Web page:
Select the “Start Event 2” component and then from the properties tab, uncheck the “run once” checkbox and select the “daily” radio button and then select the “time” radio button, setting the time to “08:00”.


Save the iFlow, execute the “Checks” command to ensure that the iFlow is consistant and then deploy the iFlow to the HCI tenant. Pat yourself on the back for designing, creating and deploying your first iFlow, have a sleep and wake up with the weather being delivered to your gmail inbox everyday.

In the final installment the tracing options will be discussed.

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      Author's profile photo Bhargava Krishna Talasila
      Bhargava Krishna Talasila

      Hi Paul,

      Thank you very much for your blog 🙂

      i followed all your blogs and configured iflow and deployed successfully.

      When i execute the interface, it is failing with the below error

      Error   = org.apache.camel.builder.xml.InvalidXPathExpression: Invalid xpath: /current/weather/@value. Reason: javax.xml.xpath.XPathExpressionException:

      Failure converting a node of class javax.xml.transform.sax.SAXSource: org.xml.sax.SAXParseException; lineNumber: 1; columnNumber: 1; Content is not allowed in prolog., cause: javax.xml.xpath.XPathExpressionException: Failure converting a node of class javax.xml.transform.sax.SAXSource: org.xml.sax.SAXParseException; lineNumber: 1; columnNumber: 1; Content is not allowed in prolog.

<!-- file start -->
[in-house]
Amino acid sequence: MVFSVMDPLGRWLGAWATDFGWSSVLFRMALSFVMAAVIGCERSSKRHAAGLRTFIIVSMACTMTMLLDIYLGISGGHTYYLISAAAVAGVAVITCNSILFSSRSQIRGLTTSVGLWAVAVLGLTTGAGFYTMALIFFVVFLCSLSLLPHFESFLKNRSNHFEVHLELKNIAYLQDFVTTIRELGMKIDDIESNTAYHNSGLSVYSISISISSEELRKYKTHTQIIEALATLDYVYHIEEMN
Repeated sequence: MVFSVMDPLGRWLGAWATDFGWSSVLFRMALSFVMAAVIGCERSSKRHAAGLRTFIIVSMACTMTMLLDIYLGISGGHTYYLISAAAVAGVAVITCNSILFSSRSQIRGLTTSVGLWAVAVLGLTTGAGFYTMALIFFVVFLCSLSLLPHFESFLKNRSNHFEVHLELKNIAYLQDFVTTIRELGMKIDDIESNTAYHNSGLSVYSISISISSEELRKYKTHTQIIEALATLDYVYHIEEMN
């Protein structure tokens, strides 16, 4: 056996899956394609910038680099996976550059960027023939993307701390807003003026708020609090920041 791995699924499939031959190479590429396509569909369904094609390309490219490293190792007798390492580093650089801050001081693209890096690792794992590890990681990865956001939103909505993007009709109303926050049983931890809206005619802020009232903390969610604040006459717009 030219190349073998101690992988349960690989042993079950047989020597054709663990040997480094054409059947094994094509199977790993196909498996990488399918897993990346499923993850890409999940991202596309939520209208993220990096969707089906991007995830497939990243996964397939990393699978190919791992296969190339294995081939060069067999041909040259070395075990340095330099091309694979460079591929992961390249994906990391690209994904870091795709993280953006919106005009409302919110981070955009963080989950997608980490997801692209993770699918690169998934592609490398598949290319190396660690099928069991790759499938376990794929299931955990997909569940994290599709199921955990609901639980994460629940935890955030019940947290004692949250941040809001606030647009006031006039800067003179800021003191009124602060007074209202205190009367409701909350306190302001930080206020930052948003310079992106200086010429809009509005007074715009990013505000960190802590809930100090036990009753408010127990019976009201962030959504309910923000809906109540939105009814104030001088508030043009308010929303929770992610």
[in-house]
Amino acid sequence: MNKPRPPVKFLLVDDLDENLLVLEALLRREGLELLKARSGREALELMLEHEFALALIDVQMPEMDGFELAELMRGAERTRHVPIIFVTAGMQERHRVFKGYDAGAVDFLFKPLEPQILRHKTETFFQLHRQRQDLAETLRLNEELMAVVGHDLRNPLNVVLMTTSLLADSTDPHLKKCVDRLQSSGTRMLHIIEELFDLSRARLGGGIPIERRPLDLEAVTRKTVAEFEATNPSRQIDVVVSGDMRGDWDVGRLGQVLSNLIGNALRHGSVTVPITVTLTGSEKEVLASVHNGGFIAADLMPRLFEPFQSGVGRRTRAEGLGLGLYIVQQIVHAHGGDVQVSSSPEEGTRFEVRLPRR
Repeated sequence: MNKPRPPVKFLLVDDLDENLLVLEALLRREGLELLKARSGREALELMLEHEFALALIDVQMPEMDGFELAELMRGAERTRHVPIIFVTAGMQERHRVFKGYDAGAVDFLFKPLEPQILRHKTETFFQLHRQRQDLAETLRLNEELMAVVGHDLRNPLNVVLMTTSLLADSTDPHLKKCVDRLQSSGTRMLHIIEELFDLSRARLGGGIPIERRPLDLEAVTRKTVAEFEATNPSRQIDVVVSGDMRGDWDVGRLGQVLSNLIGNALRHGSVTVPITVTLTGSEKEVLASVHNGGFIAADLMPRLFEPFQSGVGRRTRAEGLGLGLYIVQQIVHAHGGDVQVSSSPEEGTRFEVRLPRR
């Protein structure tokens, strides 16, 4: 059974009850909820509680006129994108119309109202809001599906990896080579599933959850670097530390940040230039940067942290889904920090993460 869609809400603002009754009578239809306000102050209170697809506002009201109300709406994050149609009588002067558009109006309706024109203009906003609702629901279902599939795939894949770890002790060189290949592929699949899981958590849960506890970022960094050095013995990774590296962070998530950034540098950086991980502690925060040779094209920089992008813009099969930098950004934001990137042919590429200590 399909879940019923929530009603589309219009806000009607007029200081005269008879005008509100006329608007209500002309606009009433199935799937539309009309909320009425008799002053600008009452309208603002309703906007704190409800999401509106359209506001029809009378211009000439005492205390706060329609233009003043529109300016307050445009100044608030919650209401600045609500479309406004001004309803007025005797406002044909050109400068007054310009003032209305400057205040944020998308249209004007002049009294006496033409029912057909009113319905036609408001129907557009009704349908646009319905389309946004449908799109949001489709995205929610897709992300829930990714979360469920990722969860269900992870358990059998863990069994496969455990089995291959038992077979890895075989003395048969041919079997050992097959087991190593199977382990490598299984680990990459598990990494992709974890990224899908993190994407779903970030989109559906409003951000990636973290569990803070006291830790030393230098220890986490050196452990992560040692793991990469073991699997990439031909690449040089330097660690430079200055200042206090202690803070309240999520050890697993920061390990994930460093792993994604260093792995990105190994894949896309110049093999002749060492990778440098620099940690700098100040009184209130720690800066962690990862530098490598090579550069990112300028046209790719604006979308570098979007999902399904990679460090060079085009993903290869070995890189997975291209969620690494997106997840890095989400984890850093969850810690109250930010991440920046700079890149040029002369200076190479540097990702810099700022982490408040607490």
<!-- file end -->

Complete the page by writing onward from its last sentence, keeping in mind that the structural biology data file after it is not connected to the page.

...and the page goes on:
Can you help me to fix the issue.


      Bhargava Krishna

      Author's profile photo Paul Todd
      Paul Todd
      Blog Post Author

      It looks like you are getting JSON back. Did you remember to setup the query correctly, you should have in the query: q=walldorf,de&mode=xml

      Look at part 6 and get a trace for the integration execution and see if the response from the weather service is XML.

      Author's profile photo Jitendra Kansal
      Jitendra Kansal

      Hey Todd,

      I followed this blog series on my HCI trial account.

      Deployed Artifacts status>DEPLOYED

      Message Monitoring>Failed

      In the logs i see below error message,

      Error  = javax.mail.MessagingException: Could not convert socket to TLS;

        nested exception is: PKIX path building failed: unable to find valid certification path to requested target, cause: unable to find valid certification path to requested target

      I have already posted my query here: Message monitoring status shows FAILED



      Author's profile photo Paul Todd
      Paul Todd
      Blog Post Author

      Hi Jitendra,

      Thanks for the interest, it helped us track down a very subtle issue I was not aware of. Working with collegues on friday we identified the default HCI tenant does not include the certificates for Google. You can extract the certificates by going to your gmail account, saving all the certificates in the certificate path (There should be three, the root CA, the intermediate google CA and * and then putting them into a keystore and uploading the keystore artifact to your tenant.

      If you cannot do the extraction and creation of the keystore, please email me and I will send you the file you can use, otherwise I plan to create another blog explaining more about how this happened, how we identified it and of course how we fixed.